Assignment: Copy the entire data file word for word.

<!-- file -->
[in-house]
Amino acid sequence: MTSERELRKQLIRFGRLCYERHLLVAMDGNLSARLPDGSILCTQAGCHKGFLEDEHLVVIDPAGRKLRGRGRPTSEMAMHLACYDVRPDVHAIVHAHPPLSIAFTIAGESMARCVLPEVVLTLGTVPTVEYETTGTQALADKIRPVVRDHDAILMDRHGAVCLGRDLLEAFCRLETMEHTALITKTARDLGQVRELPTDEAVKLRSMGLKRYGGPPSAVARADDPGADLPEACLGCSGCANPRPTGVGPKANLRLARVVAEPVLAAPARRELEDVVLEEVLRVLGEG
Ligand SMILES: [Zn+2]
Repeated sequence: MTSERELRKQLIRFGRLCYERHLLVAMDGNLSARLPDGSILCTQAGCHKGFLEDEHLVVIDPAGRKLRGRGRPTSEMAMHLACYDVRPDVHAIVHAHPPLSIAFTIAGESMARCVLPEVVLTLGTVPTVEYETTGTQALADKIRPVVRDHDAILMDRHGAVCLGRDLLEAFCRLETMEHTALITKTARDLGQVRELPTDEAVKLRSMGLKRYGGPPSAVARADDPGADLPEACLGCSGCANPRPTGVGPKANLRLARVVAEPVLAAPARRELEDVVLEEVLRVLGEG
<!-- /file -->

[in-house]
Amino acid sequence: MTSERELRKQLIRFGRLCYERHLLVAMDGNLSARLPDGSILCTQAGCHKGFLEDEHLVVIDPAGRKLRGRGRPTSEMAMHLACYDVRPDVHAIVHAHPPLSIAFTIAGESMARCVLPEVVLTLGTVPTVEYETTGTQALADKIRPVVRDHDAILMDRHGAVCLGRDLLEAFCRLETMEHTALITKTARDLGQVRELPTDEAVKLRSMGLKRYGGPPSAVARADDPGADLPEACLGCSGCANPRPTGVGPKANLRLARVVAEPVLAAPARRELEDVVLEEVLRVLGEG
Ligand SMILES: [Zn+2]
Repeated sequence: MTSERELRKQLIRFGRLCYERHLLVAMDGNLSARLPDGSILCTQAGCHKGFLEDEHLVVIDPAGRKLRGRGRPTSEMAMHLACYDVRPDVHAIVHAHPPLSIAFTIAGESMARCVLPEVVLTLGTVPTVEYETTGTQALADKIRPVVRDHDAILMDRHGAVCLGRDLLEAFCRLETMEHTALITKTARDLGQVRELPTDEAVKLRSMGLKRYGGPPSAVARADDPGADLPEACLGCSGCANPRPTGVGPKANLRLARVVAEPVLAAPARRELEDVVLEEVLRVLGEG